04. 24. 2023
11 min read

All about our Boston roots

Here at Piaggio Fast Forward, we are so proud to be built in Boston. We chose Boston as our home base because this city is the cornerstone of robotics, the most fertile ground to grow our innovative ideas. We sat down with our CEO, Greg Lynn, to talk all about our Boston roots. Here’s what he had to say: 

A gita in front of a statue.

Why did PFF choose Boston as home base? 

The company was formed during several days in Monterey, California. This was at a time when Google and Apple were in the early stages of their self-driving car programs and ride hailing and scooter sharing was first launching in San Francisco and Los Angeles. We discussed where PFF should be located and decided that it was important to be in Boston because of three factors: the research and social intelligence concentrated in the region’s Universities and Colleges; the cultural and political concerns for innovation associated with the city and the State Capital in comparison with the prevalent ethos of ‘move fast and break things’ and ‘ask for forgiveness and not permission’; and finally the talent pool in what is the global epicenter for robotics.

What excites you about Boston and what it has to offer to PFF? 

The city cares about the impact of technology and innovation on the future. From legislators to everyday citizens, Bostonians are concerned with the ability of innovation to make their city and the world around it a better place. We are energized by the critical optimism of people in the city when it comes to new technology and robotics. Disruption is the term you hear in other places and in Boston you hear the term innovation far more frequently. We feel part of a community that is committed to inventing products that improve the quality of how people live and work. We are inspired by the city and its commitment to innovation in the service of a better future. Boston should never take this for granted as it is an important difference from other cities focused on technology and robotics. It isn’t cynical or dystopian when it comes to technology.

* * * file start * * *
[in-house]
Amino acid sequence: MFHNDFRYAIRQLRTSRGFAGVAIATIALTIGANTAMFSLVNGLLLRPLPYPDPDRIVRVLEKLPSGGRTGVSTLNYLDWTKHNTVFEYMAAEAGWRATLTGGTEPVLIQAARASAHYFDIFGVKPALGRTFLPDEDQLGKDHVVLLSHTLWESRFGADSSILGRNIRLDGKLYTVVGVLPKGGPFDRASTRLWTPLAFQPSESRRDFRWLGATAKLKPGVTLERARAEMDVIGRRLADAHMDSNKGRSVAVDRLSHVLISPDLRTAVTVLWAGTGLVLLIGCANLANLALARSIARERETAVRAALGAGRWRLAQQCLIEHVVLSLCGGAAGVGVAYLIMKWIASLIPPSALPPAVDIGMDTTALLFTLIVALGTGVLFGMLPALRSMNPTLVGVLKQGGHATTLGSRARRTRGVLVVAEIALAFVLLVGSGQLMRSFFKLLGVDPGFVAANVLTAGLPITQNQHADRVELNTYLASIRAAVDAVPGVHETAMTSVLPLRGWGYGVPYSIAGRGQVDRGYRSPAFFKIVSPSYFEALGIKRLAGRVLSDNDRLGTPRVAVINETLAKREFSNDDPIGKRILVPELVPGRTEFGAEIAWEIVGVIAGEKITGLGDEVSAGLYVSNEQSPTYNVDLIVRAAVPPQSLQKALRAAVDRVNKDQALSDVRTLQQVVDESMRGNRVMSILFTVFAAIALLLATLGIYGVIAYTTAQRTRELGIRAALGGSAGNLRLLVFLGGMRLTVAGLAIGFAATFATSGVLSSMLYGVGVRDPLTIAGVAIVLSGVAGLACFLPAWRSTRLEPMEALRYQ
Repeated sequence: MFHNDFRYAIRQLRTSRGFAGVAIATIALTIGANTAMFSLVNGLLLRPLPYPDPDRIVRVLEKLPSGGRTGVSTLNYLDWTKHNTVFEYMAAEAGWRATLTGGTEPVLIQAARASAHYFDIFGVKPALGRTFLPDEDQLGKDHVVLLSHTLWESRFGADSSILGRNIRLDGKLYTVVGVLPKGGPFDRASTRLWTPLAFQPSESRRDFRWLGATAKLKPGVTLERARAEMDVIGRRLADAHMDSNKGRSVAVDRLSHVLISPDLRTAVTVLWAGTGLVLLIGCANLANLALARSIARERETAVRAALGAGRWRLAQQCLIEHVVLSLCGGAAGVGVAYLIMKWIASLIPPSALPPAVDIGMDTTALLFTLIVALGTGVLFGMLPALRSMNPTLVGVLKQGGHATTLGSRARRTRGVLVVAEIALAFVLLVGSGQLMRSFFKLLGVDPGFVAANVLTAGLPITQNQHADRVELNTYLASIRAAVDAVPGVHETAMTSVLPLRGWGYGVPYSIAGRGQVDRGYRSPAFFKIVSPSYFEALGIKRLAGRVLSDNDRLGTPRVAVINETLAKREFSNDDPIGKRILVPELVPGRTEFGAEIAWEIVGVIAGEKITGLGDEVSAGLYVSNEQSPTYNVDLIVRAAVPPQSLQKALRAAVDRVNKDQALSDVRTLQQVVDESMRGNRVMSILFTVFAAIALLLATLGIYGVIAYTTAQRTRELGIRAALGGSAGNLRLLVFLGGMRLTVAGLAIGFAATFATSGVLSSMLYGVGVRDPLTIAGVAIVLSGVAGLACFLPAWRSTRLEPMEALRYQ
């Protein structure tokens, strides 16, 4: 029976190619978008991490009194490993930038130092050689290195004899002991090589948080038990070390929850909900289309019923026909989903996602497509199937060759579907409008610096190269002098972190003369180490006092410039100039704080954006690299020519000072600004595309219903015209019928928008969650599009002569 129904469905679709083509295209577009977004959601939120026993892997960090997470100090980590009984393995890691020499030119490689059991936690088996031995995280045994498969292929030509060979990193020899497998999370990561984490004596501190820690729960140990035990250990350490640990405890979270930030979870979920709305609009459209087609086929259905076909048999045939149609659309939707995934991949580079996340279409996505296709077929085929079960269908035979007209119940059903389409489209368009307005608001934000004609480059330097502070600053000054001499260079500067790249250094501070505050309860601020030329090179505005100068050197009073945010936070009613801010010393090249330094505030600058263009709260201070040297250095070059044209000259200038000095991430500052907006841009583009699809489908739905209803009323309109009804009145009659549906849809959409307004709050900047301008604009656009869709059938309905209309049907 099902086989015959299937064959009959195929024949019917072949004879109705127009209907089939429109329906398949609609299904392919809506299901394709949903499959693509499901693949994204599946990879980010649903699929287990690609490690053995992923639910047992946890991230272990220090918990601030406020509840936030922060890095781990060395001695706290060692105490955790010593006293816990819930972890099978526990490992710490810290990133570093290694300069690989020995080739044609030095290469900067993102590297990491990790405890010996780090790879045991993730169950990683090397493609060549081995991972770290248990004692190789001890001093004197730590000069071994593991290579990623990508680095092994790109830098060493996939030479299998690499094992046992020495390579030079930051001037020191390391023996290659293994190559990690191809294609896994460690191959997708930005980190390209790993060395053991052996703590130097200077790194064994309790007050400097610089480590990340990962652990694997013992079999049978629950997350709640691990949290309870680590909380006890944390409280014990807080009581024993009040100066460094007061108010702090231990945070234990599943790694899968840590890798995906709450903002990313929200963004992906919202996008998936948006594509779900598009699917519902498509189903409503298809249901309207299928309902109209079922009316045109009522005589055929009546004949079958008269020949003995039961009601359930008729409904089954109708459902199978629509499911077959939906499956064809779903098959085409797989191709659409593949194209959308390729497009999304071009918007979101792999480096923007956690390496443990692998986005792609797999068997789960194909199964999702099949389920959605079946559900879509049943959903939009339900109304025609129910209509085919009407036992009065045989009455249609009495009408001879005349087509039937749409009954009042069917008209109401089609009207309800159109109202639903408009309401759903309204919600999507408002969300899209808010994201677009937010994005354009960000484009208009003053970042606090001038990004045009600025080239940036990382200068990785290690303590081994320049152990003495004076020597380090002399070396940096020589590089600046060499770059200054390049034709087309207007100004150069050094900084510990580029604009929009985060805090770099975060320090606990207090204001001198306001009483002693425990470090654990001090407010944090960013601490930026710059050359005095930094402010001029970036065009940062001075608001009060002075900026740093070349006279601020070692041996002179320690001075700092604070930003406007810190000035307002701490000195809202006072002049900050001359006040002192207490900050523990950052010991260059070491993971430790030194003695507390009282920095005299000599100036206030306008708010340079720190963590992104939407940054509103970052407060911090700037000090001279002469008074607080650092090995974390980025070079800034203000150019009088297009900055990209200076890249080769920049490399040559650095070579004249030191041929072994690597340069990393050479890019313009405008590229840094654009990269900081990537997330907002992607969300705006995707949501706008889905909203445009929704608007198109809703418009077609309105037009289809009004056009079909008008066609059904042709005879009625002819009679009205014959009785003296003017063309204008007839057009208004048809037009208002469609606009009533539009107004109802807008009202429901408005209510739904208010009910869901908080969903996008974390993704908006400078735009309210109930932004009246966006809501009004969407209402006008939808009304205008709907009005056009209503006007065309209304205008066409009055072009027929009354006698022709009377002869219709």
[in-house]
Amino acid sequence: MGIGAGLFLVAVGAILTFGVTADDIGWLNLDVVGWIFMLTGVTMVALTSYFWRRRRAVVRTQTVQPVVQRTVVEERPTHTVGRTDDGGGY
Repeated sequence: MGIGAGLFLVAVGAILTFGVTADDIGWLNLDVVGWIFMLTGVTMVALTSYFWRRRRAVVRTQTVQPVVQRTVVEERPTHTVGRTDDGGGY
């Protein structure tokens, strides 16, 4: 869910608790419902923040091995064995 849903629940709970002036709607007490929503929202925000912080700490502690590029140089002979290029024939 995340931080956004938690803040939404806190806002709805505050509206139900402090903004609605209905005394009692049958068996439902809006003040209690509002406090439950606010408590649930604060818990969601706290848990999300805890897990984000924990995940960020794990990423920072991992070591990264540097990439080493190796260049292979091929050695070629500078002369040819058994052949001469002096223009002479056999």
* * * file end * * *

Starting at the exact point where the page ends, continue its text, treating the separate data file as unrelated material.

How has Boston influenced our products or our company? 

There is a unique ecosystem in Boston that incubates robotics companies that focus on larger missions and visions and not small problems. PFF began with a group of researchers, urbanists and designers in Allston at Harvard’s “i-lab” and soon moved to Greentown Labs and Artisan’s Asylum in Somerville. In these spaces we were surrounded by climate, nutrition, sustainable energy, mobility, and health technology start-ups focusing on solving large urban, environmental, and quality of life problems. In most other places, the mantra is to identify “pain points” of consumers and solve discrete small problems. We were surrounded by start-ups who were trying to solve big problems. This context of our colleagues was inspiring and influential in our focus on augmenting rather than replacing people with robots.

How are we (PFF) making ourselves known in the Boston area?

We made a decision to build where we sell, and since we are selling our robots and navigation systems in the United States, we have a factory here in Boston right next to our offices and labs. With close to one-hundred people working at PFF we are well known in the robotics community. We also are very active working with State and Municipal entities on topics ranging from mobility, to robotics, to supporting people with disabilities. We also are recognized around the city because of our local “paid user testing” where Boston residents walk and work with our robots all over the city and its environs.

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